The field of solar neutrino research had its birth in the BNL Chemistry Department, where Raymond Davis and colleagues developed a radiochemical method to separate and detect the few radioactive atoms formed by capture of solar neutrinos in a huge target. This first solar neutrino experiment, in the Homestake Mine in South Dakota, used the isotope, 37Cl, as the target in 680 tons of an organic liquid, perchloroethylene. Neutrino capture on the 37Cl, with an energy threshold of 0.814 MeV, produces radioactive 37Ar, a gas, which is removed from the target, purified, and counted. The results of this experiment revealed a "solar neutrino problem": The number of measured solar neutrinos was only about one-third of the value predicted from solar theory (note that popular accounts are available on the Web about the development of the field of solar neutrino research).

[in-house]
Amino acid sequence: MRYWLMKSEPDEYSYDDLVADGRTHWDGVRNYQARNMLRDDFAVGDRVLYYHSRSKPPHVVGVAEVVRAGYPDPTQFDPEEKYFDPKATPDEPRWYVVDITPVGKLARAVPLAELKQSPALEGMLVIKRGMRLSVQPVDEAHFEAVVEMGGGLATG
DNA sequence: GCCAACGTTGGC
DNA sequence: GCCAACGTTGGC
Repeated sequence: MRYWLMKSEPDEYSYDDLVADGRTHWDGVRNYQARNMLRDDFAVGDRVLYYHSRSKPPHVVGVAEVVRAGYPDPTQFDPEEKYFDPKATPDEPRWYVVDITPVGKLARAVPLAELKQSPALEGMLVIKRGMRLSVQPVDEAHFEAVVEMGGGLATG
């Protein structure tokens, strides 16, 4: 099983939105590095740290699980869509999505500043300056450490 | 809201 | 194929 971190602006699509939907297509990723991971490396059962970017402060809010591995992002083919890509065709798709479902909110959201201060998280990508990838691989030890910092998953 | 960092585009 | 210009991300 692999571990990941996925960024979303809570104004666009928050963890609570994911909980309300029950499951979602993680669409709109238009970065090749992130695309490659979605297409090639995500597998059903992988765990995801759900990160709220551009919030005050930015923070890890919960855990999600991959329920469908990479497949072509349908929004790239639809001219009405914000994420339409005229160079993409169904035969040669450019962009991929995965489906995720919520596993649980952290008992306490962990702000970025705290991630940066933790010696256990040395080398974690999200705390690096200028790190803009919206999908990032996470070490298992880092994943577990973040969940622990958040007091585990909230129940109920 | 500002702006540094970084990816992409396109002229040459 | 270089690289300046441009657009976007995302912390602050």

Another radiochemical neutrino detector was developed at BNL, using 71Ga as the target. Neutrino capture on the 71Ga produces radioactive 71Ge with an renergy threshold of 0.233 MeV. This 71Ge can be emoved from the liquid target in the form of gaseous GeCl4, chemically purified, and converted to GeH4 gas for counting. Two gallium detectors based on this scheme were constructed and operated. The BNL Solar Neutrino Group participated in GALLEX at the underground Gran Sasso National Laboratory in Italy, where 30 tons of gallium in the form of a 100-ton aqueous solution of gallium trichloride served as the target; SAGE at the Baksan Neutrino Observatory in Russia instead used 57 tons of liquid gallium metal. The results from both gallium experiments confirmed the "deficit" of solar neutrinos, by observing only »60% of the expected neutrino flux. The GALLEX experiment ended in 1998. Subsequently it became the Gallium Neutrino Observatory, GNO, which uses the original GALLEX target. BNL is not a member of GNO.